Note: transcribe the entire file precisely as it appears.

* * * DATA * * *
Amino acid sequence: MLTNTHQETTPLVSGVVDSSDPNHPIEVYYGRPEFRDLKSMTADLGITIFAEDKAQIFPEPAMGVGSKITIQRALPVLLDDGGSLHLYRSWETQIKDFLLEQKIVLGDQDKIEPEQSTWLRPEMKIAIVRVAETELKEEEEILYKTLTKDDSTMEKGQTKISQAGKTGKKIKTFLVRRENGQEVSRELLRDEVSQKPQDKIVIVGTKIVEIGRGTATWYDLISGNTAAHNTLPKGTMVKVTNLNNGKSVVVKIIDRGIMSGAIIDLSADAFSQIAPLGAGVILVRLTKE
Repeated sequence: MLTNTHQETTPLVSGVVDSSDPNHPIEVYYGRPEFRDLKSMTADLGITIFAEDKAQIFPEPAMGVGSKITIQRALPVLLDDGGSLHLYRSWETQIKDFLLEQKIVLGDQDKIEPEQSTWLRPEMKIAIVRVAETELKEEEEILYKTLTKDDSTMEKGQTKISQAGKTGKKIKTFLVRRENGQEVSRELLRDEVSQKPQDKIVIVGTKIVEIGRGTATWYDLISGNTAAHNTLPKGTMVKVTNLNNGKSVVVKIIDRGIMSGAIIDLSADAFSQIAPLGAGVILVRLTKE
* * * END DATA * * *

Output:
Amino acid sequence: MLTNTHQETTPLVSGVVDSSDPNHPIEVYYGRPEFRDLKSMTADLGITIFAEDKAQIFPEPAMGVGSKITIQRALPVLLDDGGSLHLYRSWETQIKDFLLEQKIVLGDQDKIEPEQSTWLRPEMKIAIVRVAETELKEEEEILYKTLTKDDSTMEKGQTKISQAGKTGKKIKTFLVRRENGQEVSRELLRDEVSQKPQDKIVIVGTKIVEIGRGTATWYDLISGNTAAHNTLPKGTMVKVTNLNNGKSVVVKIIDRGIMSGAIIDLSADAFSQIAPLGAGVILVRLTKE
Repeated sequence: MLTNTHQETTPLVSGVVDSSDPNHPIEVYYGRPEFRDLKSMTADLGITIFAEDKAQIFPEPAMGVGSKITIQRALPVLLDDGGSLHLYRSWETQIKDFLLEQKIVLGDQDKIEPEQSTWLRPEMKIAIVRVAETELKEEEEILYKTLTKDDSTMEKGQTKISQAGKTGKKIKTFLVRRENGQEVSRELLRDEVSQKPQDKIVIVGTKIVEIGRGTATWYDLISGNTAAHNTLPKGTMVKVTNLNNGKSVVVKIIDRGIMSGAIIDLSADAFSQIAPLGAGVILVRLTKE